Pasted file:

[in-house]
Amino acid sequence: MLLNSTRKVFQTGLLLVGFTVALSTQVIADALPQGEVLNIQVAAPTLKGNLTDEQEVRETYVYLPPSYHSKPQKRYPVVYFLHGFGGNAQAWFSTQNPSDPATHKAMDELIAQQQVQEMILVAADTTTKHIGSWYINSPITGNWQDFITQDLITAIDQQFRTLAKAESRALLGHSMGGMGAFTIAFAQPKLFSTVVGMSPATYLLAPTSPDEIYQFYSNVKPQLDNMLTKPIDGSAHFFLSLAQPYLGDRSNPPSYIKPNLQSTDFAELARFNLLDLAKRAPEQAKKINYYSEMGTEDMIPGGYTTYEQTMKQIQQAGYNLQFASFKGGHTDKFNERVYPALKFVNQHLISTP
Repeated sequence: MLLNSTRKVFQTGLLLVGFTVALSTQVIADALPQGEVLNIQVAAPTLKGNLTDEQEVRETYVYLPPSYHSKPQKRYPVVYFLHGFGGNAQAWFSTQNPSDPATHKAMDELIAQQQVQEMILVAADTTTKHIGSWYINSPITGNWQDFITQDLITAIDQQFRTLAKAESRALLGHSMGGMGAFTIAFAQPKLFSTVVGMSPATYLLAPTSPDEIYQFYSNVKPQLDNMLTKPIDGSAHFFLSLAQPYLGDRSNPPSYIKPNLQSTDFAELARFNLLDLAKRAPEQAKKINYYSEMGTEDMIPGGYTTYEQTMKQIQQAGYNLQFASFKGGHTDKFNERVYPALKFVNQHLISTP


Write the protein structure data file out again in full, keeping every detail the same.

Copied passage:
[in-house]
Amino acid sequence: MLLNSTRKVFQTGLLLVGFTVALSTQVIADALPQGEVLNIQVAAPTLKGNLTDEQEVRETYVYLPPSYHSKPQKRYPVVYFLHGFGGNAQAWFSTQNPSDPATHKAMDELIAQQQVQEMILVAADTTTKHIGSWYINSPITGNWQDFITQDLITAIDQQFRTLAKAESRALLGHSMGGMGAFTIAFAQPKLFSTVVGMSPATYLLAPTSPDEIYQFYSNVKPQLDNMLTKPIDGSAHFFLSLAQPYLGDRSNPPSYIKPNLQSTDFAELARFNLLDLAKRAPEQAKKINYYSEMGTEDMIPGGYTTYEQTMKQIQQAGYNLQFASFKGGHTDKFNERVYPALKFVNQHLISTP
Repeated sequence: MLLNSTRKVFQTGLLLVGFTVALSTQVIADALPQGEVLNIQVAAPTLKGNLTDEQEVRETYVYLPPSYHSKPQKRYPVVYFLHGFGGNAQAWFSTQNPSDPATHKAMDELIAQQQVQEMILVAADTTTKHIGSWYINSPITGNWQDFITQDLITAIDQQFRTLAKAESRALLGHSMGGMGAFTIAFAQPKLFSTVVGMSPATYLLAPTSPDEIYQFYSNVKPQLDNMLTKPIDGSAHFFLSLAQPYLGDRSNPPSYIKPNLQSTDFAELARFNLLDLAKRAPEQAKKINYYSEMGTEDMIPGGYTTYEQTMKQIQQAGYNLQFASFKGGHTDKFNERVYPALKFVNQHLISTP